The Optimus blog

The blog that inspires leaders in the UK education sector

The Optimus blog

The blog that inspires leaders in the UK education sector

Charlie Roden

From special measures to outstanding: the power of an arts-based curriculum

When Naveed Idrees became headteacher at Feversham Primary Academy, pupils were disengaged and staff morale was low. Naveed explains how an arts-based curriculum has transformed his school.

What state was your school in when you first became appointed as headteacher?

When I became headteacher in 2013, the school had been in special measures for about 20 years. Although the school was receiving a lot of support from the LA through consultants, the whole-school morale was low, our pupils were passive learners, staff absence was high and we were finding it incredibly hard to recruit.

Our school is situated in a very deprived area with lots of crime and low education rates, and children were starting school with little or no English at all. Both the local and school community were completely disengaged.

What made you realise that the curriculum needed to change?

I think the initial idea was that there is no point in doing more of the same. Neither our pupils and staff were benefiting – there had to be a better way.

I then asked two basic questions to our staff:

  1. What does it mean to be a child?
  2. Are we meeting those needs today?

Inadvertently, our teachers were delivering a curriculum that was very mechanical. We were teaching children like robots, only filling their minds with pure English and maths.

The problem with this approach is that it stops children from having any life experiences. They’re unable to connect their learning to anything outside the classroom.

Through adopting a surface level approach, our children were scraping through tests, but they had no real understanding or love of learning.

Our teachers were delivering a curriculum that was very mechanical

To address this core issue, we needed to build our pupils’ capacity to learn first.

We started to look at art, music, drama and culture in particular. This actually happened by chance as we had a supply teacher with a musical background who started slowly by delivering music lessons one afternoon a week.

We then looked into the research. Music develops:

  • auditory capacity
  • pattern spotting
  • language
  • memory
  • motivation.

Music enables children to become better learners, so now music and other arts-based subjects form a core part of our curriculum. In these subjects, children are using the skills that they’ve picked up through English and maths to master them. They weren’t using these skills before.

Focusing on an arts-based curriculum has had such a huge impact on our pupils’ wider learning, and we’re now in the top one per cent of the country for pupil progress.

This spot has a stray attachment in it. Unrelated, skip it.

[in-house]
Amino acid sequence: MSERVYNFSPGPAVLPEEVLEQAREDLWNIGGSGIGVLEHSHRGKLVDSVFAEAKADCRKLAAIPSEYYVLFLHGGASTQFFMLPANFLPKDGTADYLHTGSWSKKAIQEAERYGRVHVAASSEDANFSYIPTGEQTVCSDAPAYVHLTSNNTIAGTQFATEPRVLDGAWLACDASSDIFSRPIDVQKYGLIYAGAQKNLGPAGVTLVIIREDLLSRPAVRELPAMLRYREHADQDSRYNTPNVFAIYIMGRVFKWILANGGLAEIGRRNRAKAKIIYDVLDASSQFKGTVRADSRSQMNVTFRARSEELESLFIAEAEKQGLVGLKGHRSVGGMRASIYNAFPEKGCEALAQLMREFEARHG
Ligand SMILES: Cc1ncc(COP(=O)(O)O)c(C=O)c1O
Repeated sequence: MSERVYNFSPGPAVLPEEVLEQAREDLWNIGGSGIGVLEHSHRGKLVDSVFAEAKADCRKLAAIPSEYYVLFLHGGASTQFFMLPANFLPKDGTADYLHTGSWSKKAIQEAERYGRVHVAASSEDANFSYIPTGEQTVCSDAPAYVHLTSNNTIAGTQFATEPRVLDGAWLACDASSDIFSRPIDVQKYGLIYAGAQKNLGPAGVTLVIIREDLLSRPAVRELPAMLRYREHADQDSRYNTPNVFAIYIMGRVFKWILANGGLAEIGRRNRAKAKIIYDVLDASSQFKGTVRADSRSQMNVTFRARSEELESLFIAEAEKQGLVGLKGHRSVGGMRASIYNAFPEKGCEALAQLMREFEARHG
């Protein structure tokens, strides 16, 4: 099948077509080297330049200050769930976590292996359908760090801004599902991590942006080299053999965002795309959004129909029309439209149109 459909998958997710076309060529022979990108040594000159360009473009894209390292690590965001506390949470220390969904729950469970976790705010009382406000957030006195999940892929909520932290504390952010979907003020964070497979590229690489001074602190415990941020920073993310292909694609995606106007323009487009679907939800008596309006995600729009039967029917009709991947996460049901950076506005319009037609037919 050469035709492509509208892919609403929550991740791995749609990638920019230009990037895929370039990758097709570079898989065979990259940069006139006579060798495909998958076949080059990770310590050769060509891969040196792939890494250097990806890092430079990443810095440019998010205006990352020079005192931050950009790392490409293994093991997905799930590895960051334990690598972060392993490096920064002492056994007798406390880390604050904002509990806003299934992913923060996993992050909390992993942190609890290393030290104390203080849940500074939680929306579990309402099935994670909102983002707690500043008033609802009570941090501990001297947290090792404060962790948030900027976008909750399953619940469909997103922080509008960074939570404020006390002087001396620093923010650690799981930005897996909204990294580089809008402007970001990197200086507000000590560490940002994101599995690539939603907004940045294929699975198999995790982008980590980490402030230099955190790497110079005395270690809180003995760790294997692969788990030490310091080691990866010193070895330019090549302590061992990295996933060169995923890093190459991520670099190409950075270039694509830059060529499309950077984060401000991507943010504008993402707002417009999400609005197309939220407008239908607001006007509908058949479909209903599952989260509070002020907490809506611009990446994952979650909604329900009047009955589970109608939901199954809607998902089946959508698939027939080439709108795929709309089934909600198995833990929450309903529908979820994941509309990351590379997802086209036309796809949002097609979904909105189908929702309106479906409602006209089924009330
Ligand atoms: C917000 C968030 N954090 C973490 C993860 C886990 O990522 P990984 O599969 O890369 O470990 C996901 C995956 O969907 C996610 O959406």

Did you face any challenges along the way?

When a school isn't doing well, people tend to think that the way forward is to focus even more on maths and English. This sends out a message that non-core subjects aren't important, and takes out the fun of learning for pupils. 

When I became headteacher, the children were getting boosters in English and maths before lessons started, during lunch, and when school finished. They were boosted out!

Our children were scraping through tests, but they had no real understanding or love of learning

It was also drilled into the mindset of our staff that the curriculum had to be taught in a mechanical way, making it hard for them to come up with their own ideas.

We couldn't expect our staff to deliver non-core subjects in great depth, so we decided to stop consultants coming in and deploy specialists in the arts-based subjects, and now teachers have weekly CPD training in music, art and drama.

In regards to funding, we recieve the same as most schools, but rather than employing lots of TAs, we employ specialists to even out our budget.

Do you have any advice for other schools thinking about changing their curriculum?

There’s a myth that if schools focus on arts and culture that results will go down – that’s not true.

Research shows that focusing on the arts subjects increases children’s ability to learn, and their cognitive ability increases. Focusing on arts will actually raise a school's standards.

We're now in the top one percent of the country for pupil progress

A lot of schools won't follow this approach because they think it's too risky.

Ultimately, the main barrier is the beliefs and values of the SLT. If you're brave and truly believe that children need a holistic education, you will find a way. 

Excellence in Pupil Development Award (EPDA)

Want to put pupils' personal development at the heart of your school?

The EPDA offers a framework to evaluate and enrich your pastoral curriculum, giving your school the opportunity to set high expectations for pupil behaviour, promote positive attitudes towards learning and the wider community and engage with external organisations to help raise pupils' aspirations for their behaviour.

Find out more at

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